Our books [link to IPG’s store] work as escapist armchair travel, but with a practical bent, since you can apply what you learn to a future trip. Become the tour guide for your family or other group! As Janet Jones, the cover photographer for the new edition of Yellowstone Treasures wrote me recently:

Yellowstone Treasures is a great way to virtually visit the place Yellowstone fans love.


Sixth edition e-book birthday!

Yellowstone Treasures cover 2020 Today the latest digital version of our popular guidebook was released! During July-December 2019 our team worked on updating the geyser basin, trail, and road descriptions, creating a new introduction and geological time line, revising the geology chapter, and researching new photos. The book’s cover is graced with a photo of Old Faithful Geyser by photographer and naturalist Janet Jones of Snow Moon Ink. Explore America’s first national park from your armchair with Yellowstone Treasures! See the guidebook page for more.

See our new E-book page to buy! You can get the new book in Kindle, ePub, or PDF formats for a variety of e-readers. If you’d rather borrow the book, you can ask your library to acquire this new version. (The ePub ISBN is 9781733103213.)

The print book will ship on May 15, but you can preorder it now, such as via Bookshop, a new online bookstore with a mission to financially support independent bookstores and give back to the book community. Buy local, indie first! Or see other places to buy the print version.


Yellowstone is closed until further notice

Were you, as we were, planning a trip to the park this summer? The COVID-19 outbreak means we all need to practice social (physical) distancing, which now means a need to cancel those travel plans. Last week, concessionaire Xanterra announced they are suspending their operations (lodging, campgrounds, dining, and tours) through May 21 (see https://www.yellowstonenationalparklodges.com/coronavirus/). Yesterday, the National Park Service made the unusual but prudent decision in tandem with gateway county health departments that they have to follow suit. NPS closed both Yellowstone National Park and Grand Teton National Park to visitors until further notice. To quote from the news release: “There will be no visitor access permitted to either park. State highways and/or roads that transcend park/state boundaries and facilities that support life safety and commerce will remain open.” So one thing that is not clear at the moment is what happens to travel on the Northern Range road between Gardiner and Silver Gate. Another question no one can answer yet is, When will the parks be able to reopen?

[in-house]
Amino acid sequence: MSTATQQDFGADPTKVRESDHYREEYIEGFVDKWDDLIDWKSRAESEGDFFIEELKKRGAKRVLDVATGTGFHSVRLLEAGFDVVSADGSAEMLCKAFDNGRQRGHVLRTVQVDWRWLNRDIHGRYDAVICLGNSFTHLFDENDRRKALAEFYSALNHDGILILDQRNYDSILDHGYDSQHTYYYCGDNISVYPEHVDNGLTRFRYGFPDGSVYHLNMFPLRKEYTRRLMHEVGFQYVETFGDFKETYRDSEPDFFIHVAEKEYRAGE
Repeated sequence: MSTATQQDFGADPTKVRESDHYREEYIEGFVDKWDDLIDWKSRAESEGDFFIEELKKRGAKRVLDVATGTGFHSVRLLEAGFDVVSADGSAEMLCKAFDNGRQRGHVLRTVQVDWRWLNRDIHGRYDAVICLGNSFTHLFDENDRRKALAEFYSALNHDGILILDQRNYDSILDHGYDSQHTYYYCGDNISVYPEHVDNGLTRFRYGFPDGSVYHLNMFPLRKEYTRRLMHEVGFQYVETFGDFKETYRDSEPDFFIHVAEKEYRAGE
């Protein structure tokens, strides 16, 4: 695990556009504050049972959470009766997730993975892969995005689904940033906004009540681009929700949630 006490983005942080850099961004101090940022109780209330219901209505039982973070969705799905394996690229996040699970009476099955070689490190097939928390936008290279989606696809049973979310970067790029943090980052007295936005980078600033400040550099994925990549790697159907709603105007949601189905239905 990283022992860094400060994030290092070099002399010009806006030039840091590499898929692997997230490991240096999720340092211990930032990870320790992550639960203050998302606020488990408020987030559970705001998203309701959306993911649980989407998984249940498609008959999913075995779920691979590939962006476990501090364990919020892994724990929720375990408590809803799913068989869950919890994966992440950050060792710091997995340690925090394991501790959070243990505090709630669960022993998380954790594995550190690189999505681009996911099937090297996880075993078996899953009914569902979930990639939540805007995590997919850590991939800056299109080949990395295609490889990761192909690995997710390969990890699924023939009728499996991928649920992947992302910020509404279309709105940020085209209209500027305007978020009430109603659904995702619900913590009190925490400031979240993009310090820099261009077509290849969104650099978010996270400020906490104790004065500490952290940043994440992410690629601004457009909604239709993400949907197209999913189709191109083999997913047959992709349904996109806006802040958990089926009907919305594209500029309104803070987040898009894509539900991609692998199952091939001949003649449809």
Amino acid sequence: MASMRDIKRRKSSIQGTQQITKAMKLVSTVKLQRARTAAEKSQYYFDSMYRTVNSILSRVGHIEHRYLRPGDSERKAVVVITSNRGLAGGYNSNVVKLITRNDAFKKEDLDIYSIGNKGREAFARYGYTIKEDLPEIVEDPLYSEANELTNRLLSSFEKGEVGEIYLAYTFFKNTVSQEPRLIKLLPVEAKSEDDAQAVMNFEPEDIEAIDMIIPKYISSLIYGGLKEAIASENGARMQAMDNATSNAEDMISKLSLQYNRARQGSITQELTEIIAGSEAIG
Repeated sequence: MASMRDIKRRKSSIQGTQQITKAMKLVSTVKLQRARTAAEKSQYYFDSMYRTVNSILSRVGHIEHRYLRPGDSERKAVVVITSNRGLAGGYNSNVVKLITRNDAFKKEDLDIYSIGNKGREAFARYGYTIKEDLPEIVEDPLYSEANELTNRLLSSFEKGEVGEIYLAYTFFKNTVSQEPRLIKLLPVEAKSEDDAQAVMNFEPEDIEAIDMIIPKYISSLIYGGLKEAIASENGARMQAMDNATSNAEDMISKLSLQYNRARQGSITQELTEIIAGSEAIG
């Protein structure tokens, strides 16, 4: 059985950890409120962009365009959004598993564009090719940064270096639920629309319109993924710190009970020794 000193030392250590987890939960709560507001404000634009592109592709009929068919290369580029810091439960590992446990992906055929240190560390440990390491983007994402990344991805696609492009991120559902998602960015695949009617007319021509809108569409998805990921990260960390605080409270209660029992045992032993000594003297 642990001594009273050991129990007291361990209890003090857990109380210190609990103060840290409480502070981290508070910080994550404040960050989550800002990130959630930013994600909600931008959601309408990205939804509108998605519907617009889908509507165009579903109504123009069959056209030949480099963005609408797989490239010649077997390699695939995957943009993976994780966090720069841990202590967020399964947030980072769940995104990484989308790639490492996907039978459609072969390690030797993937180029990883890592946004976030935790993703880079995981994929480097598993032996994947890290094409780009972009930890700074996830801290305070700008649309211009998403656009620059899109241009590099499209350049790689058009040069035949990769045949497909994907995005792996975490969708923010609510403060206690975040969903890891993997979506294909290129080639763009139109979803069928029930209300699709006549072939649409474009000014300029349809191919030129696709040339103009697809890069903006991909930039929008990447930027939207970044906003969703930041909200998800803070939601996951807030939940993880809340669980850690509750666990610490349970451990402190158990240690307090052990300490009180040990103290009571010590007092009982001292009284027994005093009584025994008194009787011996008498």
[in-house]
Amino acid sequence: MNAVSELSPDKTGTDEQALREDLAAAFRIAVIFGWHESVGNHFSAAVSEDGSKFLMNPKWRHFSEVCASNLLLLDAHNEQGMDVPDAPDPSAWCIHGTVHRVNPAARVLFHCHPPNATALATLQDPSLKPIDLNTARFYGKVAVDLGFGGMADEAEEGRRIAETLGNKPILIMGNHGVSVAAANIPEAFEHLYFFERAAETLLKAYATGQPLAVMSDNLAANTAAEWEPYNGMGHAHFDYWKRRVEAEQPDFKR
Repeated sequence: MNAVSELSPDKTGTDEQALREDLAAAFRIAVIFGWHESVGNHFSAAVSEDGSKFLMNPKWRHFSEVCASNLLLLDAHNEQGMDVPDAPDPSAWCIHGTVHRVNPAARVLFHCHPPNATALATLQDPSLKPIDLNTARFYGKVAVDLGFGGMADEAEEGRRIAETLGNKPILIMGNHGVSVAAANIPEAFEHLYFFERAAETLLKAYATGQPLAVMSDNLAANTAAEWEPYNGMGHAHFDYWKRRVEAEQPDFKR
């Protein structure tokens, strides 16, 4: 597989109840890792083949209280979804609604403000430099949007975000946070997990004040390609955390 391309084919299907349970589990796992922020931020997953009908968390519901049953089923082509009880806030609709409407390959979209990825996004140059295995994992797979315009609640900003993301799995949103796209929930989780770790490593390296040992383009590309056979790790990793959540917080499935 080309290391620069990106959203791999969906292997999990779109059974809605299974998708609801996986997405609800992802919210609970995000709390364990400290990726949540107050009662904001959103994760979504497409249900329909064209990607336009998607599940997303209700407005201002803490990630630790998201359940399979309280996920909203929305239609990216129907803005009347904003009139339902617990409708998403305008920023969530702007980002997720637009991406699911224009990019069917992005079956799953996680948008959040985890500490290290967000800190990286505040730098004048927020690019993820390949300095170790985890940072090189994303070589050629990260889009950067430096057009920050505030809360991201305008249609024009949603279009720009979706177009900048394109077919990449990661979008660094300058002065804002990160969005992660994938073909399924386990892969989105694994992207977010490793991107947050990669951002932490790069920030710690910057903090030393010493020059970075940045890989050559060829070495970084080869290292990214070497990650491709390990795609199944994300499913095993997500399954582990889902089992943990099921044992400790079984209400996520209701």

Please stay tuned to this website, because we will soon have news about the guidebook and a short-term sale. On Friday we announced the publication date for the sixth edition of Yellowstone Treasures on our Media Kit. For now, the best advice is stay home, stay healthy!


Consider spring cycling

spring cycling Yellowstone

Spring biking with bear spray at Silver Gate (The Hoodoos), March 29, 2017


Updated March 25, 2020: This post should be renamed “Consider spring cycling another year instead.” Xanterra has closed all park facilities through May 21st at least, and as of yesterday, the National Park Service closed both Yellowstone and Grand Teton National Parks until further notice. More in the next post. For nostalgia value and future planning, we will still leave this post up!


Doesn’t this picture inspire you to get outside (well prepared for encountering cold and bears) in Yellowstone National Park this spring? Before the first roads open up again for public travel comes the spring shoulder season for cycling. Here is what our guidebook Yellowstone Treasures has to say about the road you see in the photo, which is about 4 miles south of Mammoth Hot Springs on the Mammoth to Norris Road:

3.7/17.3 The Hoodoos (or Silver Gate) one-way road. Go slowly to find and take the very short, unmarked loop road to the west—a remnant of the 1899 stagecoach road. Park here to look closely at some unusual rocks.

The massive, topsy-turvy blocks of silvery, gray-white travertine, strewn about so haphazardly, are the result of a large landslide from the slopes of Terrace Mountain to the west. No one knows when the boulders slid here. These boulders are not the same as the hoodoos you can see near the park’s East Entrance (see “What’s a Hoodoo?” on page 154). The other official name for this place, Silver Gate, is actually more appropriate.